Three Defences Against Tertiary Ageing

My friend T……. gave me a magnifying mirror and tweezers for my last birthday. I laughed but did not find it funny. I do hope it was a joke. Serious would be so much worse. She also enjoys telling all in sundry that she gave me a magnifying mirror and tweezers for my last birthday. The joys of friendship.

First line of defence or the beginning of the end

I stuffed my magnified reflection into the back of my bathroom cabinet (I don’t want Mr Carmichael enlarging anything) but did pop the tweezers in my make up bag. As a precaution against boredom on a rainy day, you understand, not chin hairs.

From time to time I retrieve the shiny globe of horror but its effect is of equal magnitude to that of a nuclear bomb exploding in my psyche and I need a G and T to sort the radiation out. No reflective surfaces in the kitchen, thank goodness. The pool of sadness relegated to its dark and dusty lair. Yum, I do love lime with gin.

This must be the first defence against the tertiary ageing process. Non invasive, for sure but humiliating none the less. Distinct from discovering tampons and the honeymoon freshness of a  caesarean section only by the years beneath a broadening belt.

But I’m doing so much better than most. Aren’t I?

No, as it happens.

A couple of months ago I caught myself smiling as I was passing a mirror. Smiling/mirror. This can never, ever occur in tandem again. I have always put my friends’ and frenemies’ facial contour lines, craters and crags down to Antipodean ozone depletion, smoking, poor genes or being OLDER than me. Now, having seen my face in a position other than seriously still I must, I fear, consider the second defence.

Shall I give Botox a go?

I do know people who are enjoying Botox sessions in their early thirties and I bet, but don’t know for sure, even younger. But back to me, for I am not in my thirties. And although I do not have a hairy chin (worth repeating) I do, it seems, look a little like a Shar Pei when smiling. I don’t want to look like a Shar Pei at any time.

But Botox isn’t cheap and it turns out one needs fillers in the lower portion of one’s face to balance the Botoxed brow. This worries me on a number of levels. Can I afford the first, let alone subsequent rounds of treatment? Will I get ‘trout pout’? What harm can it do?

I decide to dress the final question in positive attire. What harm can it do, indeed? And begorrah, T…….’s nephew’s fiancee can get me an unbeatable deal because she works for a reputable pharmaceutical company and tells T…… that we can both be models in their monthly training programme. I am convinced or would have been had T……. told me. She didn’t. Why? Because T……. wanted to have it done first. Hmmmm.

I have to say, she looks fantastic. Not overdosed, she can still raise an eyebrow at me and her lips, while beautifully defined, have nothing fishy about them. Book me in.

I tell people I’m doing it. I know many don’t, preferring the clandestine holiday scenario to work its magic but maybe subconsciously I’m waiting for for someone to shout, “Stop, look at the Phantom. He had Botox and now he’s only good for singing in the bowels of the Paris Opera”. I am tone deaf and would not be chosen, as Erik was, to be the staring character in a musical.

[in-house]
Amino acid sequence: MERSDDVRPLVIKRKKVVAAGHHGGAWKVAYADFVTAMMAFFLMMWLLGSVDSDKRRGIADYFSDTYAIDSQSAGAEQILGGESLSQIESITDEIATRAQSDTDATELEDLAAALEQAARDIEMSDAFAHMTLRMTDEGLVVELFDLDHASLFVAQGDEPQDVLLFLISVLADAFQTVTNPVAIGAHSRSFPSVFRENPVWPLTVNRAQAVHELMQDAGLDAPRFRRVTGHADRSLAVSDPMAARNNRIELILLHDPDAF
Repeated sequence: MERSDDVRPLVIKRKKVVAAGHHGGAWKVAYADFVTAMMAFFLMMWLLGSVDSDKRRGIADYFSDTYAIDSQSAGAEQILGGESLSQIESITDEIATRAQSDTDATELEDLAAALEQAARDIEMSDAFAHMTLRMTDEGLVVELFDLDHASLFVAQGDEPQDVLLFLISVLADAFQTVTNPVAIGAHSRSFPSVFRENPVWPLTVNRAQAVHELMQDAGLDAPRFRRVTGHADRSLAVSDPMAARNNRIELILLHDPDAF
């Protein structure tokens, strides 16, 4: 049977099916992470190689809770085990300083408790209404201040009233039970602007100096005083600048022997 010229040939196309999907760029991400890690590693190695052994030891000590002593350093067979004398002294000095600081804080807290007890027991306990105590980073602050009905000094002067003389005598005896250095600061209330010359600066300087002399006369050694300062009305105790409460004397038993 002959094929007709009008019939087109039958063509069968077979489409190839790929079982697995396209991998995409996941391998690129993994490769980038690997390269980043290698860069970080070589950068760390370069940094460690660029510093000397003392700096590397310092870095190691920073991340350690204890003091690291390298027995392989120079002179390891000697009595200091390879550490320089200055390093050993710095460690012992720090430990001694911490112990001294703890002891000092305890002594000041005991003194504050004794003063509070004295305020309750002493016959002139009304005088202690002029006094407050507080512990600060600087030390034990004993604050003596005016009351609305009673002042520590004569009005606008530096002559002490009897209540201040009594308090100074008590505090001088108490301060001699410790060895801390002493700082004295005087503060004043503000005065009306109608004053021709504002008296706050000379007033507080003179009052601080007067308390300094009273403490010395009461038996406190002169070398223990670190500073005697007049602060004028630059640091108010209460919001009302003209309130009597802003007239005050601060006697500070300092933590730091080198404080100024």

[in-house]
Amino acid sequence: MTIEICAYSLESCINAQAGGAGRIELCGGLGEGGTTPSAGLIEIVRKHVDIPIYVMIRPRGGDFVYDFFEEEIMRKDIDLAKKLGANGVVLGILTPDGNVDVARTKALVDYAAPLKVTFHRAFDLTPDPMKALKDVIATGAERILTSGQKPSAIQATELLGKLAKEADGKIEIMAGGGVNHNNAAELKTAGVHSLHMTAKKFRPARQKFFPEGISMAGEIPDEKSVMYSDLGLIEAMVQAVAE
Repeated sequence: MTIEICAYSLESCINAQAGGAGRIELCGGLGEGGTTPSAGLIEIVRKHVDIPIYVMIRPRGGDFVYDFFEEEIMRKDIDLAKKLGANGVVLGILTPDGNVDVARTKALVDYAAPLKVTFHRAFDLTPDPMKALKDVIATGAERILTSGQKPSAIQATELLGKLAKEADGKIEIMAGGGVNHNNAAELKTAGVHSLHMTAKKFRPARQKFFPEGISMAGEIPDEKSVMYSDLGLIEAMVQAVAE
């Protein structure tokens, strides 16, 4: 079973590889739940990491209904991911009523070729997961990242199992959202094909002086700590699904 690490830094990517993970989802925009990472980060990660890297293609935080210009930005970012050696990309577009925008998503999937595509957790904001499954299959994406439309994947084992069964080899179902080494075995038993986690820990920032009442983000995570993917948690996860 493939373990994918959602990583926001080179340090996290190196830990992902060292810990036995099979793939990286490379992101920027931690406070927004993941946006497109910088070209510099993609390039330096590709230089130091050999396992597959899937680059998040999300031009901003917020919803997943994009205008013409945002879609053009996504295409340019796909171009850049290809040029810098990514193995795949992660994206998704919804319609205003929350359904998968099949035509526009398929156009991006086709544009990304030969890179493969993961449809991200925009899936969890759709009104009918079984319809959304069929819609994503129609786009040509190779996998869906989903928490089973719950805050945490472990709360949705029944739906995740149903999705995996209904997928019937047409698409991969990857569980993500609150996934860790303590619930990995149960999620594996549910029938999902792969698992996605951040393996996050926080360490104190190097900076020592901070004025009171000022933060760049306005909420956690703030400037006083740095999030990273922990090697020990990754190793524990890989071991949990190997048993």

I don’t see T…….for a while. She’s busy socialising in her new face and, apparently, sorting out one of her many in-laws who is staying with her on a temporary basis. I am invited for a glass of wine. I meet him. It is her nephew and his affianced happens to be the one who is getting me the free Botox and fillers, yay. She has broken off the engagement, shame. They are no longer on speaking terms, oops. All favours have been called off, horror.

I must reevaluate my wrinkles and implement a strict regime of facial exercises.

But it may just be a good thing. While I, facially exercised, get on with my life T……. has a decision to make. If she were in a silent movie she’d be tied to the railway tracks right now. The steam engine bares down upon her. Does she choose to morph back to her droopy self or spend a fortune in Harley Street? She screams and struggles and is rescued by a tall dark stranger who strokes her winsome cheek. Decision made. No holidays for T…….. in the foreseeable.

She’s chosen the runway and her flight plan brings me neatly to stage three, plastic surgery.

A friend of a friend’s friend is disappearing before my my friend’s laughter lined eyes. It began with breasts, moved on to the lips, thighs, bingo wings and now the windows to her soul.

That is how it works. Friends vanish for a fortnight, reappear with black eyes and say they walked into a door or their husbands hit them. Anything but the truth that they have ‘gone under the knife’. That’s how it is here. I understand California is a different kettle of fish and people wear their PS bruises with pride.

Last summer I was enjoying grilled sea bass at the Bodrum Yacht Club with a girlfriend when we spotted, at various times and tables, three women who must have been related. They all looked like cats. A generational feline family pretending they didn’t know each other. Their eyes and blonde locks identical. Their skin awe inspiring.

Then and there my friend and I agreed 1) not to have a face lift, 2) to have another glass of white wine, 3) to consult with each other if any deviation from 1 is contemplated and 4) to have another glass of white wine.

And while I don’t want to marry into that particular Turkish family just yet I know full well that the Master of the Dark Arts of Ageing has me in the cross hairs of his wand.

I am also dreading my next birthday.

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